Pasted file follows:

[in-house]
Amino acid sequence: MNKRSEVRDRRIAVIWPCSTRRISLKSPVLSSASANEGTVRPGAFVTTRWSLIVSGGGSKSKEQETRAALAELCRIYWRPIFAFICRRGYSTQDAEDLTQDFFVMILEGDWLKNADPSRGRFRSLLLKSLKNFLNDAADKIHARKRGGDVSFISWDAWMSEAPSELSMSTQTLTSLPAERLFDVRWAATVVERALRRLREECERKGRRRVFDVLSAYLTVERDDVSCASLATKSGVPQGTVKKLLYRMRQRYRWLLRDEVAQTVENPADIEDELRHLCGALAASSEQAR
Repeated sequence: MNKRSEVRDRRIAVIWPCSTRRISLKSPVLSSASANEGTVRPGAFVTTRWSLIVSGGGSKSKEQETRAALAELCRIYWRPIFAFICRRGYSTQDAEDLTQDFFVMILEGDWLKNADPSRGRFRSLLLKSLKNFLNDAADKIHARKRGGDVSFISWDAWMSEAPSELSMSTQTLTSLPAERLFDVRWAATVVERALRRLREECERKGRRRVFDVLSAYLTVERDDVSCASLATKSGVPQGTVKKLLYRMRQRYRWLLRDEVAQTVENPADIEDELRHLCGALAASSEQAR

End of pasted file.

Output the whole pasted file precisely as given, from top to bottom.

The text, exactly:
[in-house]
Amino acid sequence: MNKRSEVRDRRIAVIWPCSTRRISLKSPVLSSASANEGTVRPGAFVTTRWSLIVSGGGSKSKEQETRAALAELCRIYWRPIFAFICRRGYSTQDAEDLTQDFFVMILEGDWLKNADPSRGRFRSLLLKSLKNFLNDAADKIHARKRGGDVSFISWDAWMSEAPSELSMSTQTLTSLPAERLFDVRWAATVVERALRRLREECERKGRRRVFDVLSAYLTVERDDVSCASLATKSGVPQGTVKKLLYRMRQRYRWLLRDEVAQTVENPADIEDELRHLCGALAASSEQAR
Repeated sequence: MNKRSEVRDRRIAVIWPCSTRRISLKSPVLSSASANEGTVRPGAFVTTRWSLIVSGGGSKSKEQETRAALAELCRIYWRPIFAFICRRGYSTQDAEDLTQDFFVMILEGDWLKNADPSRGRFRSLLLKSLKNFLNDAADKIHARKRGGDVSFISWDAWMSEAPSELSMSTQTLTSLPAERLFDVRWAATVVERALRRLREECERKGRRRVFDVLSAYLTVERDDVSCASLATKSGVPQGTVKKLLYRMRQRYRWLLRDEVAQTVENPADIEDELRHLCGALAASSEQAR